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Sandra Nartowicz

June 13, 2019


Hudson, NY


Recorded by

Jordan Fickle

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This interview was conducted in The Bee’s Knees children’s store in Hudson, New York. Born in Copake, New York, Sandra Nartowicz has lived in Columbia County most of her life, with the exception of her time spent in Albany, New York pursuing an education in nursing. After a long and distinguished career as a nurse, Sandra left her work to assist her daughter, Amanda, with running The Bee’s Knees, a store supporting natural parenting and products along with toys designed to engage the imagination. In the interview, she discusses her Childhood and experiences growing up on a farm in Copake, New York, where her father was a farmer, police chief, fire chief, and supervisor of the town. She gives insight into the evolving and ongoing changes in Columbia County, highlighting the differences between past and present. As a non-resident, she describes the effects of development and resulting challenges for Hudson and surrounding communities along with perceived improvements. As a self-identified country girl, she reflects on the importance of appreciating everyday things, simplicity, and family. She speaks about the significance of sharing life stories and preserving family memories to create a legacy. She narrates several family memories, ranging from stories captured in her Grandmother’s journal to accounts dictated by her father shortly before he died.

This interview may be of interest to those who wish to learn about the experience of growing up in a farming community; the preservation of family history and how to create a meaningful legacy; the development and change of Columbia County overtime, highlighting Hudson; personal and professional transitions; and the joys of being a Nana.

Interviewer Bio:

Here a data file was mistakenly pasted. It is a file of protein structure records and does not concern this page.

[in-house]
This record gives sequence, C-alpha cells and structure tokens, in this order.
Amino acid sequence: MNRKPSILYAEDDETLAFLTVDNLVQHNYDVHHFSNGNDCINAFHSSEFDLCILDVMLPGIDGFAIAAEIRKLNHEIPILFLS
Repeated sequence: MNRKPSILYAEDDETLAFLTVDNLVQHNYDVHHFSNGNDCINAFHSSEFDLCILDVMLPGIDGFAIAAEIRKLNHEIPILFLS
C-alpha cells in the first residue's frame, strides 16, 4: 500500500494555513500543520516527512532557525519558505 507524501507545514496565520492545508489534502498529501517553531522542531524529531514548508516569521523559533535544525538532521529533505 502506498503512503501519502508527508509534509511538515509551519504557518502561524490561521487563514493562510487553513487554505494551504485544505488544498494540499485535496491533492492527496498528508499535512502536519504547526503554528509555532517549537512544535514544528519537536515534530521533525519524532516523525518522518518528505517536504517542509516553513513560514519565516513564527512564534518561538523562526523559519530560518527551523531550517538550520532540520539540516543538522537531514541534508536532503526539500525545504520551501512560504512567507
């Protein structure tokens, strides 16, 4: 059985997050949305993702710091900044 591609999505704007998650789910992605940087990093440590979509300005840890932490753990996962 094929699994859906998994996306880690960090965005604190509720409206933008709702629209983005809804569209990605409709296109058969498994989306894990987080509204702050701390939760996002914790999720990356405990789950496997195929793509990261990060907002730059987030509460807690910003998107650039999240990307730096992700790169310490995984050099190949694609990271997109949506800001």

Jordan Fickle

Jordan Fickle is a medical and clinical social worker from Fayetteville, AR. Currently, she works in a dialysis clinic, assessing and assisting individuals experiencing renal failure. She is interested in blending Dignity Therapy and oral history together to ensure the preservation of voice and life histories while providing assurance and promoting empowerment for those facing eventual or imminent death through the process. She has also worked as a research assistant in a collaborative project between the University of Arkansas, Fayetteville and the Winthrop Rockefeller Foundation, collecting and processing data for the Arkansas Campaign for Grade-Level Reading.

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This interview is hereby made available for research purposes only. For additional uses (radio and other media, music, internet), please click here to inquire about permissions.

Part of this interview may be played in a radio broadcast or podcast.

Oral history is an iterative process. In keeping with oral history values of anti-fixity, interviewees will have an opportunity to add, annotate and reflect upon their lives and interviews in perpetuity. Talking back to the archive is a form of “shared authority.”

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